“Then I said, ‘I will not make mention of him, nor speak anymore in his name.’ But his word was in my heart like a burning fire shut up in my bones; I was weary of holding it back, and I could not” (Jeremiah 20:9).
We are hearing more and more about a preacher shortage in the church. Empty pews and empty pulpits have become common in the post-Covid era, but we were losing more preachers than we were gaining long before 2020. Church reactions to the pandemic just made the problem worse.
There are many reasons for this situation. Preachers retire, resign due to health problems and die. Some grow discouraged and quit preaching. Others resign because of the stress on their wife and children. Some leave the pulpit for better pay and more job security in another line of work. Some decide to preach in a denominational or “non-denominational” church and others leave the faith for a life of sin with no pretense of religion. As a result, many churches are scrambling to find a preacher.
The other side of this coin is a decline in producing preachers. Fewer young men are deciding to preach, especially on a full-time basis. Part of the problem is the lack of encouragement to preach. Not many Christian parents encourage their sons to preach the gospel. They may have seen preachers mistreated or they may simply have worldly aspirations for them. Congregations have also fallen short. Young men’s training classes used to be common in churches, but many congregations no longer have them. Older Christians, both men and women, once told young boys, “You could be a preacher!” Now they almost seem afraid to mention the idea. Then there are the schools. Enrollment in preacher training schools has been declining for years. The number of college Bible majors who plan to preach is also low.
There is an upside to this situation. For one thing, many congregations are turning to men in their own number to find preachers. These men share the responsibilities of preaching. Churches are being pressed by circumstances to rely more on their own resources and talents instead of depending so much on the preacher they have hired. This arrangement does not always work well or last, but when it does it definitely has advantages. One brother called a few years ago. The church he attended had no particular man they called the preacher, but they were looking for one. When I asked him what they were doing in the meantime, he said that several men in the congregation were preaching and that the church was doing very well. I told him that if some of the old restoration preachers were alive they would say this is an ideal situation! These cases are rare, but this instance shows that it can happen.
A more common solution to the full-time preacher shortage at least is to have a part-time preacher who is a “tent maker” like the apostle Paul was at Corinth. This means he has another job to earn an income and is not totally dependent upon the church. As churches become smaller and less able to pay a full-time salary, this will become more of a trend. While a preacher in this position may not have the time that a full-time preacher has to study, visit, and evangelize, he can still do a great work. In fact, he may do more than some full-time preachers. In the August 17, 1899 issue of the Gospel Advocate, David Lipscomb wrote a stinging rebuke of wealthy churches who were hiring a preacher to do the work they should have been doing, especially in the area of evangelism. He said, “A dozen men in Nashville who work for a daily living for themselves and their families have done more to spread the gospel and convert sinners in the city than its wealthy churches composed of hundreds of members and worth millions of dollars.” To be fair, there are full-time preachers who do their work well. But there are many others like Lipscomb described who, though not as educated, well-paid or popular as other preachers, have accomplished great good in the kingdom.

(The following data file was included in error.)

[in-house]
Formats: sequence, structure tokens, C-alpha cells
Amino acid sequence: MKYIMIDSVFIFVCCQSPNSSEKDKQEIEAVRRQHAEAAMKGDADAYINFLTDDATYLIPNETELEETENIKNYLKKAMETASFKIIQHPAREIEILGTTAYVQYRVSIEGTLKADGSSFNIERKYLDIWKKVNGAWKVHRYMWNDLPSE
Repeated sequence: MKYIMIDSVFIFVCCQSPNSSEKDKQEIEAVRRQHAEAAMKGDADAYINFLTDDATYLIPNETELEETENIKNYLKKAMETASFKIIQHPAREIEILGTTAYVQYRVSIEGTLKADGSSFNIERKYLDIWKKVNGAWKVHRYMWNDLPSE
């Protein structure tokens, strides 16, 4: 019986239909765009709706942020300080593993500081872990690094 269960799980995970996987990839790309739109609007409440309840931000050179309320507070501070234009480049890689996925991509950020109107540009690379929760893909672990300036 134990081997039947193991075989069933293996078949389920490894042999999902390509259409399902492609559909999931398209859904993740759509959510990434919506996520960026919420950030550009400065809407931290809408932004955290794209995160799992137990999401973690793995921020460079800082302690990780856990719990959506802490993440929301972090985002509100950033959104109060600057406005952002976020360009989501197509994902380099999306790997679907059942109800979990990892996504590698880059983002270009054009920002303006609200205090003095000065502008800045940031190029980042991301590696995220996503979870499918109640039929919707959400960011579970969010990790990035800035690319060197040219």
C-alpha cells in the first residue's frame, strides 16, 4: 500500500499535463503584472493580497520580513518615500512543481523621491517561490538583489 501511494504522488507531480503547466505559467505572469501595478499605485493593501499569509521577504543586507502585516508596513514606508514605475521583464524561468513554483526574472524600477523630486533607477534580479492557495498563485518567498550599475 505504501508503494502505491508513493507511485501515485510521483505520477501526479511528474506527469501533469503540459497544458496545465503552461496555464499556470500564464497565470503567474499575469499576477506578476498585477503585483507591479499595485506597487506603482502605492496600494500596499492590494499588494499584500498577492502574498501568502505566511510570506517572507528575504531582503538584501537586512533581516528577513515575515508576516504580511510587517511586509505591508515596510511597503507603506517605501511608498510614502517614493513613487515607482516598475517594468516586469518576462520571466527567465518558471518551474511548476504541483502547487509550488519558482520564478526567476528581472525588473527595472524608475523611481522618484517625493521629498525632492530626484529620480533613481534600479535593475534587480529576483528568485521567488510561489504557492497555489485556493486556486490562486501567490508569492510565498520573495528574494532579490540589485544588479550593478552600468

Our shortage of preachers is part of a broader pattern stemming from a deeper condition. We have trouble getting men to preach for the same reason that we have problems getting Christians to be Bible class teachers, elders, deacons, song leaders, and dedicated Christians in general. Our age is one of the great apostasy and worldliness. In too many cases Christians “are choked with cares, riches, and pleasures of life” (Luke 8:14).
Years ago older preachers would say to young men who showed an interest in preaching, “If you can do anything else, don’t preach.” The first time I heard that advice I was confused. Later I realized what they meant: preach only if you have a burning desire that will not let you be satisfied doing anything else. That is the only real way a preacher shortage can be fixed. A man must have a burning passion to proclaim God’s word. What influences combine to produce that fervent desire is somewhat of a mystery. Childhood influences and experiences, the example and exhortation of godly men and women, and the hardships of life coming from the outside combined with faith on the inside can light a fire in a man’s soul that is not easily extinguished.
Jesus said we should pray that God will raise up men like this to send into the fields. “The harvest truly is plentiful, but the laborers are few. Therefore pray the Lord of the harvest to send out laborers into his harvest” (Matthew 9:37-38). In light of all the articles, seminars, classes and books on this subject, we need to get back to these simple Bible basics.
– Kerry Duke